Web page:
From Bannerjee and Duflo, “The Experimental Approach to Development Economics,” Annual Review of Economics (2009):
One issue with the explicit acknowledgment of randomization as a fair way to allocate the program is that implementers may find that the easiest way to present it to the community is to say that an expansion of the program is planned for the control areas in the future (especially when such is indeed the case, as in phased-in design).
I can’t quite figure out whether Bannerjee and Duflo are saying that they would lie and tell people that an expansion is planned when it isn’t, or whether they’re deploring that other people do it.
I’m not bothered by a lot of the deception in experimental research–for example, I think the Milgram obedience experiment was just fine–but somehow the above deception bothers me. It just seems wrong to tell people that an expansion is planned if it’s not.
P.S. Overall the article is pretty good. My only real problem with it is that when discussing data analysis, they pretty much ignore the statistical literature and just look at econometrics. In the long run, that’s fine—any relevant developments in statistics should eventually make their way over to the econometrics literature. But for now I think it’s a drawback in that it encourages a focus on theory and testing rather than modeling and scientific understanding.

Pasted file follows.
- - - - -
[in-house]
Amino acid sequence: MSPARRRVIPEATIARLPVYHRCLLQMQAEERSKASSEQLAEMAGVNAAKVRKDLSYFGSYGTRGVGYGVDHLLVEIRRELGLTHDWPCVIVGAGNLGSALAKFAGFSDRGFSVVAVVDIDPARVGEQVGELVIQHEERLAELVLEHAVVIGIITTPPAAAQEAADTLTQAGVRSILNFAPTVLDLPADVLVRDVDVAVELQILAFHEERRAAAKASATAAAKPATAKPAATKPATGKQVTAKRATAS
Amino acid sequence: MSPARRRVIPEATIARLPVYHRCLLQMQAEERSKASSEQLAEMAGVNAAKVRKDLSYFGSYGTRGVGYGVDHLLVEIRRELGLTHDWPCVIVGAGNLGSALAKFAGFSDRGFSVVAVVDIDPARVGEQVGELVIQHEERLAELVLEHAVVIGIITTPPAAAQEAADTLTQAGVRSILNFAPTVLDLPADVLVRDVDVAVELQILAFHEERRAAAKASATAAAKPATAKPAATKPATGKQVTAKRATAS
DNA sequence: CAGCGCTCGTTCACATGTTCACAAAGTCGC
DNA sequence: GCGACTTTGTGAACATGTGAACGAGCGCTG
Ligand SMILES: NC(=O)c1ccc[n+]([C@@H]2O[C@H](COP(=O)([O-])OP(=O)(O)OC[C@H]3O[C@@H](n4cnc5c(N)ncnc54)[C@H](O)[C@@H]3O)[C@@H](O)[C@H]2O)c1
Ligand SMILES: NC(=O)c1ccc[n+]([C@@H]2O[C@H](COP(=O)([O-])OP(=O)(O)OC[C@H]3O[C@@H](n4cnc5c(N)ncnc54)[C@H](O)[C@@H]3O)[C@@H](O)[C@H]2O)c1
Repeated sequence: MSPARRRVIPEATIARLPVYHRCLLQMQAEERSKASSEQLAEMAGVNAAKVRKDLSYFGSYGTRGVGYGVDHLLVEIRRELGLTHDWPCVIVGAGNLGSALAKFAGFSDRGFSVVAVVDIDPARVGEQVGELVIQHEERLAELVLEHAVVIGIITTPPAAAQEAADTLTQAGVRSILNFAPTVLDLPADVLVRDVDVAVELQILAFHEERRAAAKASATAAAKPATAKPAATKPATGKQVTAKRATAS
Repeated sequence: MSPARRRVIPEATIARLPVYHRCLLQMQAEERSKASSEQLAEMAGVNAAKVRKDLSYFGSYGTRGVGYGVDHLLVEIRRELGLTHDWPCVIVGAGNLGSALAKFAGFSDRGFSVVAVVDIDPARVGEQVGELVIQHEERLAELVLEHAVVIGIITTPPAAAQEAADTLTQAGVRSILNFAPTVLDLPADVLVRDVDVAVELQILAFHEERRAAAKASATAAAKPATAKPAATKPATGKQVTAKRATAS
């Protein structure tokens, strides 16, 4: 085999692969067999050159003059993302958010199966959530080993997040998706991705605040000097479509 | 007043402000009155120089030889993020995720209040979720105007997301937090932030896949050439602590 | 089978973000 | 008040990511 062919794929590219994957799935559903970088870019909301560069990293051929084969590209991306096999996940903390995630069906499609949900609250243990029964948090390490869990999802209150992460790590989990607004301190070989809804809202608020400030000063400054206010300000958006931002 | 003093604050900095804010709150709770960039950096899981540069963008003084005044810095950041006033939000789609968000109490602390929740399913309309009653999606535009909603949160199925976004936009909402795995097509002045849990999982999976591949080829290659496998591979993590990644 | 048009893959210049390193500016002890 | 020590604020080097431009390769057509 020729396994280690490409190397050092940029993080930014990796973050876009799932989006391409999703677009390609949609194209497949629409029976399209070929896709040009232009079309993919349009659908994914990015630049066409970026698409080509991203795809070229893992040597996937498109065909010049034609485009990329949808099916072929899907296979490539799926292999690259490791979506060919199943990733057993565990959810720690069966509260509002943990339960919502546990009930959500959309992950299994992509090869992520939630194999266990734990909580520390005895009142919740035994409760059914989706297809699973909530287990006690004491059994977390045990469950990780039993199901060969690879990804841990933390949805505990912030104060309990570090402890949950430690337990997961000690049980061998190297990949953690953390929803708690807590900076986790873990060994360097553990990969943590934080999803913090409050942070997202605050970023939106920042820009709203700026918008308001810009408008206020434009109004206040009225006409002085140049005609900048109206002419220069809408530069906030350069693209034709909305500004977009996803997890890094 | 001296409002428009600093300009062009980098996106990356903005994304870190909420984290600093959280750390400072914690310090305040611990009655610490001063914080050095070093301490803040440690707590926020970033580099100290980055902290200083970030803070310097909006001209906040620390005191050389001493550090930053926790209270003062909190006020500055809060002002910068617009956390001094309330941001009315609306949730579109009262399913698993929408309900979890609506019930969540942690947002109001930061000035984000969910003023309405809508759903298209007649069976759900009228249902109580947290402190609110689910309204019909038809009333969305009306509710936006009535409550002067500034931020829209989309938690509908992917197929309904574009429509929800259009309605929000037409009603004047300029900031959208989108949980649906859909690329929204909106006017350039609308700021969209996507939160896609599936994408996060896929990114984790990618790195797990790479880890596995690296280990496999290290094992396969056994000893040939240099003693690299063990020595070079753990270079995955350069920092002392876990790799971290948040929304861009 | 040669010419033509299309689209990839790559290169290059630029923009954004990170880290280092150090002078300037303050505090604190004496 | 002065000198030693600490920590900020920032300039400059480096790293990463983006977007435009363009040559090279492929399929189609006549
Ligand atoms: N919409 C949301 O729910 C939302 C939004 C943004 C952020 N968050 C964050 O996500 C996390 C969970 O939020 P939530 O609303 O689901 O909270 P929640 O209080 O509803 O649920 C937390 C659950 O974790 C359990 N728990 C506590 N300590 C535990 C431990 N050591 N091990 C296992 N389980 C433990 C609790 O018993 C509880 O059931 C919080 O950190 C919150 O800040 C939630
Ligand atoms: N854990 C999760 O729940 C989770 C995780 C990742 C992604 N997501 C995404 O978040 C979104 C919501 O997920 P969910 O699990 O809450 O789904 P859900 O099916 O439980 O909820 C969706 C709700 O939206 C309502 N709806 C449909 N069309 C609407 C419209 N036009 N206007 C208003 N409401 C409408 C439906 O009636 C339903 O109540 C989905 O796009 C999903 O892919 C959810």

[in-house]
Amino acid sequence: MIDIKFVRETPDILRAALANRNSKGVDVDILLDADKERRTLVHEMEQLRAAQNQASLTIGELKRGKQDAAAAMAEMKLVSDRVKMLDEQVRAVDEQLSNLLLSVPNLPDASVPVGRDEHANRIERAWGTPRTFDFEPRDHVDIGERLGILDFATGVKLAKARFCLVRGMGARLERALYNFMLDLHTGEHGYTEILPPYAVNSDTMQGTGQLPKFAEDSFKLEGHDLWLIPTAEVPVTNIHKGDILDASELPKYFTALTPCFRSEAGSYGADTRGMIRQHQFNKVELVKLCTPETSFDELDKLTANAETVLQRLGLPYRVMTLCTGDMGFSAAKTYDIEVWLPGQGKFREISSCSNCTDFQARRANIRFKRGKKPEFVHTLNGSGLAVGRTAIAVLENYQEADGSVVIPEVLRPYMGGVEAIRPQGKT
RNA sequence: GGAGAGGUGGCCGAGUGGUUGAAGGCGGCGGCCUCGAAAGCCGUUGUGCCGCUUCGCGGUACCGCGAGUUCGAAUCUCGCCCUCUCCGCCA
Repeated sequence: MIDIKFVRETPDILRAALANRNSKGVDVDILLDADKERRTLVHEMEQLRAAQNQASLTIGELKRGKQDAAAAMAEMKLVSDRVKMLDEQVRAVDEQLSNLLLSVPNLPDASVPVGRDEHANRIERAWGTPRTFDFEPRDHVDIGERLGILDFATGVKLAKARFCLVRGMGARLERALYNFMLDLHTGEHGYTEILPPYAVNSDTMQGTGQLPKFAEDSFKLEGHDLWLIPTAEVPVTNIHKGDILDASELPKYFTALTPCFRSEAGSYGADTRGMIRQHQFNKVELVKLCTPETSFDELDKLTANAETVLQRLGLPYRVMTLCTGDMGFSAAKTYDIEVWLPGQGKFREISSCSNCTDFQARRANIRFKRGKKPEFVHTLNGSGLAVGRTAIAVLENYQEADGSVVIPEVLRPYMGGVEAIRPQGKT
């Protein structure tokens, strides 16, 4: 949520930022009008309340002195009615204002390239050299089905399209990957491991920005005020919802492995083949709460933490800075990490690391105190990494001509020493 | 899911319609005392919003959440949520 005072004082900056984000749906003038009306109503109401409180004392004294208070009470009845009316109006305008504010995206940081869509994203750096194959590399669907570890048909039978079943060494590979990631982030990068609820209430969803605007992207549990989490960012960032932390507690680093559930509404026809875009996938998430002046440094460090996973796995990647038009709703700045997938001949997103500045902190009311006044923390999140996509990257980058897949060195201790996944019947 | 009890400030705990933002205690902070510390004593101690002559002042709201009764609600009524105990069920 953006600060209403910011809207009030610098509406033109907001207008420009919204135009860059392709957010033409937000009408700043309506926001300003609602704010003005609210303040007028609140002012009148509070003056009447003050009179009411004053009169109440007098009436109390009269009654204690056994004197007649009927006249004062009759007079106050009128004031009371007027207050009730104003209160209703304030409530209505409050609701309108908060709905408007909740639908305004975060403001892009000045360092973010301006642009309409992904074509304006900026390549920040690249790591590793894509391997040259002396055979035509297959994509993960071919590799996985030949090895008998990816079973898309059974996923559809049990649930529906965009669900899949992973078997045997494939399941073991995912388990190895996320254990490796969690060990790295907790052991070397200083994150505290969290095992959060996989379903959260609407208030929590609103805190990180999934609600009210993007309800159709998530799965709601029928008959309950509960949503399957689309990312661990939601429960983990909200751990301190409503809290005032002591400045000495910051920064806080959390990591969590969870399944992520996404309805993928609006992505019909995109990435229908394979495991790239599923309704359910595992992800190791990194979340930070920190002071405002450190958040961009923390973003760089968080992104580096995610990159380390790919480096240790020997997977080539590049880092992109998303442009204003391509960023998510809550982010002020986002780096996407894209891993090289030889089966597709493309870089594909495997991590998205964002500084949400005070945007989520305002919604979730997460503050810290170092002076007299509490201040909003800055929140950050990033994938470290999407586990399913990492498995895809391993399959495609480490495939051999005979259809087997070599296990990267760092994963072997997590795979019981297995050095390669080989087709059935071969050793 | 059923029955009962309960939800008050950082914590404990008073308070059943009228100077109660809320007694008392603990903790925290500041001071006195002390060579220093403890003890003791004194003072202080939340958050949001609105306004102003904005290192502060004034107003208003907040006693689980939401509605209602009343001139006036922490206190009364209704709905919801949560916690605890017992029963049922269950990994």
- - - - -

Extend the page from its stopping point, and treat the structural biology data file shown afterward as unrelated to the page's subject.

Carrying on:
Here are the titles of some of the cited papers:
Bootstrap tests for distributional treatment effects in instrumental variables models
Nonparametric tests for treatment effect heterogeneity
Testing the correlated random coefficient model
Asymptotics for statistical decision rules
Most of things in the paper, and most of the references, are applied rather than theoretical, so I’m not claiming that Bannerjee and Duflo are ivory-tower theorists. Rather, I’m suggesting that their statistical methods might not be allowing them to get the most out of their data–and that they’re looking in the wrong place when researching better methods. The problem, I think, is that they (like many economists) think of statistical methods not as a tool for learning but as a tool for rigor. So they gravitate toward math-heavy methods based on testing, asymptotics, and abstract theories, rather than toward complex modeling. The result is a disconnect between statistical methods and applied goals.